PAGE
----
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James Durney
On December 7 1941 Japan launched a surprise attack on the American Pacific fleet anchored at Pearl Harbour. Almost simultaneously Japanese bombs fell on Singapore. The following day Britain and the United States declared war on Japan. Thousands of Irishmen were serving with the British and Commonwealth forces in the Far East and among them were several dozen men from the Short Grass county. In January 1942, after conquering Siam, the Japanese invaded Burma. Singapore, an island at the southern end of the Malay Peninsula, was considered a vital part of the British Empire and supposedly impregnable as a fortress. Singapore had adequate defences against attack from the sea but the land front had been neglected as it was thought impossible for an enemy to attack through the thick jungles of Malaya. However, that is exactly what the Japanese did. By the end of the month the British forces in Malaya had withdrawn onto Singapore demolishing the causeway linking the island fortress and the mainland. On 8 February 1942, 23,000 Japanese attacked across the Johor Strait. Within days the garrison was nearly out of food and water as casualties mounted. On 15 February General Arthur Percival surrendered the garrison of 90,000 British, Australian and Indian troops. While the Japanese had called on the Percival to surrender to avoid needless casualties the people of Singapore got no mercy from the new occupiers - thousands were slaughtered by the Japanese. Winston Churchill called the surrender of Singapore, “The worst disaster and largest capitulation in British history.” It was no exaggeration. Worse was to befall the captured troops and 12,000 would die building 260 miles of railway through jungle covered mountains from Thailand to Burma. Another 75,000 native labourers also died.
Among the thousands of Allied troops who died on the Death Railway were two men from Newbridge, John Thompson and Patrick Byrne, and one from Naas, Tom Higgins. John Thompson was born in 1918 and left Newbridge in 1936 when the new Liffey bridge was being built. He enlisted in the Manchester Regiment and was sent to the Far East with the 1st Battalion, along with Tom Higgins of Naas. Both men were captured at Singapore. John Thompson was reported missing and for several months his family was unaware of his whereabouts. Then word came that he was a prisoner. In the Japanese the western powers found a formidable and cruel foe. The Japanese despised weakness and did not understand how a soldier who could still fight would choose to surrender. So they treated their prisoners as something beyond contempt. Japan was not a signatory to the Geneva Convention which outlined the rules of warfare. Prisoners of war were not to be made work according to the convention but the Japanese put their POWs to work on the death railway and the infamous Bridge over the River Kwai. The Japanese had a work quota to achieve each day and they did not care how this was accomplished. Men were beaten to work harder, or taken from their sick beds from the hospitals in the camps and made work. Men who fell by the wayside, and showed no hope of recovery, were left to die or were bayoneted. Captured escapees were beheaded in full view of the other prisoners. And, if that was not enough, the food was meagre and the conditions in the camps and the tropics unbelievably foul. Allied POWs died in their thousands and it is said that the railway cost the life of a prisoner for every sleeper laid. Conditions in most POW camps were dreadful and prisoners had an appalling time. After a year in captivity John Thompson died from malaria on 29 March 1943, aged 25. Tom Higgins died on 4 June, aged 26. Private Tom Higgins, Dublin Road, Naas, was also serving with the 1st Manchesters when Singapore fell to the Japanese. He was unfortunate as his enlistment term was up when the Japanese attacked and he was awaiting transport home. In total 370 men of the 1st Manchesters died of disease and brutality.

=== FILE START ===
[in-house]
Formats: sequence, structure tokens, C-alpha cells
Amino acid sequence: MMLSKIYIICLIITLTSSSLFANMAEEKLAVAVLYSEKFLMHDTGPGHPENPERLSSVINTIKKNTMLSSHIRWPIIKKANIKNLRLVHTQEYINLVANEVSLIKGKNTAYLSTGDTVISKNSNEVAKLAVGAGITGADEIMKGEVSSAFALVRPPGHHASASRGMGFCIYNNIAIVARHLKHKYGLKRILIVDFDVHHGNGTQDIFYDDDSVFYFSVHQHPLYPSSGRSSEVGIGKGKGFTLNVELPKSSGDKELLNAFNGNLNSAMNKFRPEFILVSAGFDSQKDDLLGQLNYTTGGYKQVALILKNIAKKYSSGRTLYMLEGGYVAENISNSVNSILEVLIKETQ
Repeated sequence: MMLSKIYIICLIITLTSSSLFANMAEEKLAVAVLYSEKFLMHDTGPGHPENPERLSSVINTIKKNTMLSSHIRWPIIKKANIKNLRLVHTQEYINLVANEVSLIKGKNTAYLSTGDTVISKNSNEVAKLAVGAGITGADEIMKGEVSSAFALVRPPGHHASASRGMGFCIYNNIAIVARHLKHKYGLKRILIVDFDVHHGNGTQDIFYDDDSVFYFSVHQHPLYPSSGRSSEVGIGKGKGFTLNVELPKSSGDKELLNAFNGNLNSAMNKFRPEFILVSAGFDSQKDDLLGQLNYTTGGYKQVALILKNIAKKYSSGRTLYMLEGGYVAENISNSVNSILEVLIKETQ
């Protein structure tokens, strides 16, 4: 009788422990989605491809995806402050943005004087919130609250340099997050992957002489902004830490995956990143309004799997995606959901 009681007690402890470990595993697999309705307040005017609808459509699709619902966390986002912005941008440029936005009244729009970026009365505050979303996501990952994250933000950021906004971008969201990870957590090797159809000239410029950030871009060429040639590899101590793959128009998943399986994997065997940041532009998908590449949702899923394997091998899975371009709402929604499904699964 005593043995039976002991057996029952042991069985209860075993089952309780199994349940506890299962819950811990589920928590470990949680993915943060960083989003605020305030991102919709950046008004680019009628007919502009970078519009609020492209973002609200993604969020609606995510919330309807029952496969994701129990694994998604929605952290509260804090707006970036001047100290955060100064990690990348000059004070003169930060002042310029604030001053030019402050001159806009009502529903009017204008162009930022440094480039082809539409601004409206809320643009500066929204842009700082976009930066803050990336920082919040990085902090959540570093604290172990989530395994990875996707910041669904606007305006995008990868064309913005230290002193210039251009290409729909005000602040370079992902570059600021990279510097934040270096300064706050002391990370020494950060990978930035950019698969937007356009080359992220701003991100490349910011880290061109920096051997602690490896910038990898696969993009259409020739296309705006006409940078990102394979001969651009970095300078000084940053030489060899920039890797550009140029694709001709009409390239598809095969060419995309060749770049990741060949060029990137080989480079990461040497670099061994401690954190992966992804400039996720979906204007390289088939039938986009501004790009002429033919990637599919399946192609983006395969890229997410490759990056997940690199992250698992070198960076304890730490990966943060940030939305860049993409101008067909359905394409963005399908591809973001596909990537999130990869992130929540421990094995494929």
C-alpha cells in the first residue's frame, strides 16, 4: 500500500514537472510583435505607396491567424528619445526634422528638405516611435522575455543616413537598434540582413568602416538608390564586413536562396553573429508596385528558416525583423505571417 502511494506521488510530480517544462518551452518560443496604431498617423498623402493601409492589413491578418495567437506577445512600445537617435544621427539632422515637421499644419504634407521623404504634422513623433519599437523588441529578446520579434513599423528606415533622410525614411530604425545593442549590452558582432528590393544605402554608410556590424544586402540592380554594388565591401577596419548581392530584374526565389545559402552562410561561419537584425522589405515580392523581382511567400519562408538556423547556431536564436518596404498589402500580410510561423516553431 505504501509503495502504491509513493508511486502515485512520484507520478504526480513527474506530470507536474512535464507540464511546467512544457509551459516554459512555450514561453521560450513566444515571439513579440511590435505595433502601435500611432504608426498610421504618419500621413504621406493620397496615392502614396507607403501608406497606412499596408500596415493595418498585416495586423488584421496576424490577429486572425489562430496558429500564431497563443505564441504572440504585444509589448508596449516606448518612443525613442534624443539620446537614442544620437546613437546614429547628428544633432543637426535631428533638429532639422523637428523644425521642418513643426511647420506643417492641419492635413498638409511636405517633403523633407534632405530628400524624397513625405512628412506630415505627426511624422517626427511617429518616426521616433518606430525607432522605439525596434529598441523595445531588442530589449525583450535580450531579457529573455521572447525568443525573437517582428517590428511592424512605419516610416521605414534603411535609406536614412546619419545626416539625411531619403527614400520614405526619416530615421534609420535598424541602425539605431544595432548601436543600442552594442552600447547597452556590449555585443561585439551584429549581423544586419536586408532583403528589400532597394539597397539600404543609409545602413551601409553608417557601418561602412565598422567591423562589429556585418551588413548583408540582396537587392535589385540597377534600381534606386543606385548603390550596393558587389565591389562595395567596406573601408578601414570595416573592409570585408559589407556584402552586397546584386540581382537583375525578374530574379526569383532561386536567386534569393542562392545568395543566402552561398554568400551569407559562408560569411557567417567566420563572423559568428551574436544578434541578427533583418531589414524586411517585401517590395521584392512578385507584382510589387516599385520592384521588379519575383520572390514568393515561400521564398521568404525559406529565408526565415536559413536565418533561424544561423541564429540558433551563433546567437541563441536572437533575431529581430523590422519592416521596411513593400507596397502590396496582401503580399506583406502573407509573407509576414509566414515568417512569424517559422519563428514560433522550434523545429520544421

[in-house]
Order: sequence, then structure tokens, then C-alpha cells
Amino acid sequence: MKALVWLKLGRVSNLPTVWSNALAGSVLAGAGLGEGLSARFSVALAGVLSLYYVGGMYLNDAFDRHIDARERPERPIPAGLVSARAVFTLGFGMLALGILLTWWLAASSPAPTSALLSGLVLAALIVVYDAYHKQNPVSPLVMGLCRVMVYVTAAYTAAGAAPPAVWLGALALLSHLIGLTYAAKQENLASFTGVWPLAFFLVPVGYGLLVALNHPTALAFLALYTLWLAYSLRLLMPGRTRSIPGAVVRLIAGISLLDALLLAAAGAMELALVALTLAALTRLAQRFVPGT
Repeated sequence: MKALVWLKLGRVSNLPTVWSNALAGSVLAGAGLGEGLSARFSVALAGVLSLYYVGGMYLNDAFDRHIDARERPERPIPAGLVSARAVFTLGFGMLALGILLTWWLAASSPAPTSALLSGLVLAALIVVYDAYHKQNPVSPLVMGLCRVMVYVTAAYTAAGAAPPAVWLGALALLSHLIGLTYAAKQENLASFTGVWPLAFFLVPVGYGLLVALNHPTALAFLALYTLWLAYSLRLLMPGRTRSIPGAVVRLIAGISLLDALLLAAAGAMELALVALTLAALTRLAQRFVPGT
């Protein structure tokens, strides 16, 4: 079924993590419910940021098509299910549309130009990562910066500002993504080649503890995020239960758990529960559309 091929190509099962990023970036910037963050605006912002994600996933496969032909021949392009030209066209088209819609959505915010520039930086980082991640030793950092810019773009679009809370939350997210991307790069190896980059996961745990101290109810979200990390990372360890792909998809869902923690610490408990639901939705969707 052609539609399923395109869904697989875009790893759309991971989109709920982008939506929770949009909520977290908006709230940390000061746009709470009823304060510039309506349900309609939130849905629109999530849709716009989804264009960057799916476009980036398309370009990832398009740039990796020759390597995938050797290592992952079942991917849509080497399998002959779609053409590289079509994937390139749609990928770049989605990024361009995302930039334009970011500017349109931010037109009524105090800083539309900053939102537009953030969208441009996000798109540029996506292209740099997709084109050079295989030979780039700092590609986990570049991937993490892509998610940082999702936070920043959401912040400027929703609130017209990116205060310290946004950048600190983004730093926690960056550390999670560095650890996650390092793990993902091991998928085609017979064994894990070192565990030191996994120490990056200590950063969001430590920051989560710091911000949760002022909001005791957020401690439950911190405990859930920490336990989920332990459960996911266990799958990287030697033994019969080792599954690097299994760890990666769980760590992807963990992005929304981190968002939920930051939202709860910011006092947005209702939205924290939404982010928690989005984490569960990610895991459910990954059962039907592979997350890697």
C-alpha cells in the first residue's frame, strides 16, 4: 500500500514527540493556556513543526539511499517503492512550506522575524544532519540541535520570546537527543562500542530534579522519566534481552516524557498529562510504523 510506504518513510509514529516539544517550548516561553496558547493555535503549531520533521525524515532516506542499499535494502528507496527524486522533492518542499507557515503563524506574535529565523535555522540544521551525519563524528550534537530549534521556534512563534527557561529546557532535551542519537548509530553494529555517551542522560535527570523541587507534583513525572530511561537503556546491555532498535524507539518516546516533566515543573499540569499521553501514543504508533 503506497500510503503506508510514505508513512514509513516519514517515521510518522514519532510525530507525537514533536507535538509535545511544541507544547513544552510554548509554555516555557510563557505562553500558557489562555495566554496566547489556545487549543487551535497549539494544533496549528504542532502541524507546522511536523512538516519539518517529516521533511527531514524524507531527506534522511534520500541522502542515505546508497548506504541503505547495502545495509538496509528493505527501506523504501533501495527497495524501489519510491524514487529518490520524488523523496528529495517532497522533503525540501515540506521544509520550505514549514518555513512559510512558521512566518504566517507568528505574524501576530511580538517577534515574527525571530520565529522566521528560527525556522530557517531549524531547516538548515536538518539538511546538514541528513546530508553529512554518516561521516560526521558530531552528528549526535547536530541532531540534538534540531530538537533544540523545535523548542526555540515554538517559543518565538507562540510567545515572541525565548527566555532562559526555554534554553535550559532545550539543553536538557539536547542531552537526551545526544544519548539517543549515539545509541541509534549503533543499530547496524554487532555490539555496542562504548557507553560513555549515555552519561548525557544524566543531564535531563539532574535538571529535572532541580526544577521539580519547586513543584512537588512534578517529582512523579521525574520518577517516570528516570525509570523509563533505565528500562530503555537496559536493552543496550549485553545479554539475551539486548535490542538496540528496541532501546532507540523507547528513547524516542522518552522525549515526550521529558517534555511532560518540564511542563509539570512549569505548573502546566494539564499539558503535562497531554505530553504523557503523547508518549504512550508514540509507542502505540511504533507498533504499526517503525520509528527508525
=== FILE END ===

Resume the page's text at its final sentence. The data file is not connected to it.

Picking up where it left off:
Another Newbridge man, Sergeant Patrick Byrne, died on 26 September 1943, while a prisoner in Burma. He was 38 and from Walshestown, Newbridge. Patrick Byrne had emigrated to Australia, probably in the 1920s, and had married and settled down in Kensington, New South Wales. He joined the Australian Army and was attached to the Personnel Depot when he was captured in Singapore. With thousands of other Allied prisoners Sgt Byrne was put to work on the Burma-Siam railway line. A base camp and Prisoner-of War Administration Headquarters had been established at Thanbyuzayat, Burma, and it was here work ceased on the railway line which had been intended to link Moulmein with Bangkok in Thailand. The administration headquarters and the nearby hospital were situated close to a railway marshalling yard and workshops and these were bombed several times between March and June 1943. Numerous casualties occurred among the prisoners and the camp was then evacuated and the prisoners, including the sick, were marched to camps further along the line where camp hospitals were set up. For some time, however, Thanbyuzayat continued to be used as a reception centre for the groups of prisoners arriving at frequent intervals to reinforce the parties working on the line to the Burma-Thai border. A cemetery was located close by and 3,771 men who died while working on the railway are buried there. Among them is Patrick Byrne. How he died is unknown.
In 1957 the movie The Bridge on the River Kwai opened in Naas and Newbridge. Few in the audience realised that three local men had died in the construction of the railway and bridge depicted in the movie.

James Durney unearths some Co. Kildare connections with the building of the infamous Bridge on the River KWAI. 

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